Friday, June 22, 2012

Documenting Assumptions

When estimating and planning a project, we're often told to "document our assumptions." It certainly sounds reasonable enough, and indeed is a very important document to create. For example, if there's a requirement that users can "upload forms" to a web application, and that requirement isn't any more specific than that, then I'm going to write down a few assumptions about that requirement. I'm going to assume that the "forms" are static files (such as Word or PDF). I'm going to assume that no validation will be performed and that the files will simply be saved as-is for a person to review them. I'm going to assume that the application isn't providing the users with these files and that they're just something the user has. And so on.

Are these all of my assumptions? No, not at all. They're just the ones that I wrote down in the document.

The problem with "documenting your assumptions" arises when the document is referenced, not when it is created. It's referenced if and when something goes wrong in some way and we need to look back at our paper trail to figure out whose fault it is. (Which, when I put it that way, seems kind of... unproductive.) That's because it's a document which serves no other purpose than to cover the asses of everyone involved. It's created because we all know that something will come up during the course of the project that wasn't foreseen, and we want a paper trail indicating that it's not our fault.

And so it leads to the inevitable response... "This isn't in your documented assumptions." That's a cop-out, plain and simple. And it's a cop-out because "documenting your assumptions" is an unreasonable task. It's not unreasonable in the sense that we shouldn't do it. As I said, it's an important document. Some assumptions are critical because they help provide more insight into the situation. "PDF? Oh, no, that's not what I was picturing at all. Let's clarify so we can more accurately plan..." It's unreasonable because writing down all unknowns is a logical fallacy.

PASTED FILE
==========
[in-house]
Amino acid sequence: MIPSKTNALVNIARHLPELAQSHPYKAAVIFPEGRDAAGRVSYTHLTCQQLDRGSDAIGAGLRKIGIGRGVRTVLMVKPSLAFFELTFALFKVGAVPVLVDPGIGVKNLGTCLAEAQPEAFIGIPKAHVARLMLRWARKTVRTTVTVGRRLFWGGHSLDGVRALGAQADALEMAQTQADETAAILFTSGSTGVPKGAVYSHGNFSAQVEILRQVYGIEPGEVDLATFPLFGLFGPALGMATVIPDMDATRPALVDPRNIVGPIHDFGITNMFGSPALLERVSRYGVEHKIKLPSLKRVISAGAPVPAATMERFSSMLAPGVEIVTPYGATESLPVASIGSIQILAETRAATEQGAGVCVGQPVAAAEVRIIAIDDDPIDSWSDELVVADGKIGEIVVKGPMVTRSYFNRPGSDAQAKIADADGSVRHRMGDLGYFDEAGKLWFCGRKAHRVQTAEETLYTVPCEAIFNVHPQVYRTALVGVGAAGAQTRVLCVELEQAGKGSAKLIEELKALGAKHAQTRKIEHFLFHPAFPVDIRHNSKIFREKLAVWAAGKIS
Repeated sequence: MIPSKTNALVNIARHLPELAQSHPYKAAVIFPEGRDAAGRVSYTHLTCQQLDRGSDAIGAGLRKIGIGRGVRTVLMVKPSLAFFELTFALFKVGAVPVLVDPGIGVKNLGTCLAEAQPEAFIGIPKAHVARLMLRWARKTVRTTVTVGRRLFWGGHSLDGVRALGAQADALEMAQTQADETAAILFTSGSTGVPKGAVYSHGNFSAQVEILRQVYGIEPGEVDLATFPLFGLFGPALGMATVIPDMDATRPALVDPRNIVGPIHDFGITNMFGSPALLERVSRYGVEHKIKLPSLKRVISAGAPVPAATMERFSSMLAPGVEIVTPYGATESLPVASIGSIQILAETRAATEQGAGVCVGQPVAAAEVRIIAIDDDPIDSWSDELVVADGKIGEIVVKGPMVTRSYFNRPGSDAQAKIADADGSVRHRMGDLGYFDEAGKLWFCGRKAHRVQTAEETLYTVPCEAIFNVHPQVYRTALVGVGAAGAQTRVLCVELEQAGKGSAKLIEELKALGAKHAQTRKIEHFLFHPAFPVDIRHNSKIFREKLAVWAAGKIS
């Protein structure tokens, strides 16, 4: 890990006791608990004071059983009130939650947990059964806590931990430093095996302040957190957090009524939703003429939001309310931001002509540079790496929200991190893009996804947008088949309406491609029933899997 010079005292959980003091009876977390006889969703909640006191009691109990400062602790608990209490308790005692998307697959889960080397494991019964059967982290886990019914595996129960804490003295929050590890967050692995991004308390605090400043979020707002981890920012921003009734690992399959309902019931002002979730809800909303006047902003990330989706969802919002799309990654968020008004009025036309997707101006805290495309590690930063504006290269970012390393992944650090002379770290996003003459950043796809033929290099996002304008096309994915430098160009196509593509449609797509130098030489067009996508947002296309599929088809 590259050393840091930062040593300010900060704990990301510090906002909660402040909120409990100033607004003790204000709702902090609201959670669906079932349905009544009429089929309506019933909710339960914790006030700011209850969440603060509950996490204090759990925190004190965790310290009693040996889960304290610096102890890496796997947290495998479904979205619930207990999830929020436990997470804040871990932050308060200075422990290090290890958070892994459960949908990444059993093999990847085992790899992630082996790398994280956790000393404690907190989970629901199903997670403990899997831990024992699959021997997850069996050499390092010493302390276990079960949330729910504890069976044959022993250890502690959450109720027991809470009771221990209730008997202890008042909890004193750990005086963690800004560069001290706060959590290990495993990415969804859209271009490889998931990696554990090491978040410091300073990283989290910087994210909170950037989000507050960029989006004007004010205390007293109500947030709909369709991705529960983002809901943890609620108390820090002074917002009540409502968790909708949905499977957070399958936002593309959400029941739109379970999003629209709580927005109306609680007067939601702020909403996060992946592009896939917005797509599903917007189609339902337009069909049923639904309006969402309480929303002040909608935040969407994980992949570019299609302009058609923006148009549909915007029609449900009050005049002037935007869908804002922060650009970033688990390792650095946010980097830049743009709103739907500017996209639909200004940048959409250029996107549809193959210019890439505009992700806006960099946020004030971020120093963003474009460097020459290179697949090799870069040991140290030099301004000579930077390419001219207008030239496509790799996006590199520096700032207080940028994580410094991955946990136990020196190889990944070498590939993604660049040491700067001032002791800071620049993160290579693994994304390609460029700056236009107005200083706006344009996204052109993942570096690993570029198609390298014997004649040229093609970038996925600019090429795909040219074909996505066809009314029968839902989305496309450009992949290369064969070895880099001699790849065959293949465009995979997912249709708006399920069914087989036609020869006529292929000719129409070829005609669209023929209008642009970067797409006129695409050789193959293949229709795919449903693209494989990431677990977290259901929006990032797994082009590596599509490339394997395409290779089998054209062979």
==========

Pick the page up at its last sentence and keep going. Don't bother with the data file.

Think about it for a minute. Open up a text editor right now and write down everything you don't know. I could give you all the time in the world and the task wouldn't become any more possible to complete. You can't write down everything you don't know because you don't know what those things are.

Using such a document to share insights between team members and to uncover potential problems early in the process is productive and useful. Using such a document to cover our asses for the later inevitability that something unexpected will happen is at worst childish and at best a remnant of a strict waterfall development methodology, complete with red tape and bureaucracy.

Let's start documenting all of my assumptions for this project:
  • I assume that the client's IT infrastructure will not fail and block my work. Ok, that's reasonable. It's fair that if I'm on-site and their network goes down that I may be blocked and that it's their responsibility to unblock me.
  • I assume that the file sizes for any transferred documents will be reasonably small for uploading/downloading on the web. Again, that's fair.
  • I assume that the client wants to use a standard HTML input element (potentially styled to look better) for users to select a file. Well, why wouldn't we? Oh, someone's actually asked for something more custom than that before? Didn't they understand how web pages work? Oh, then I guess it's a fair assumption. I've just never thought to include it in one of these documents before.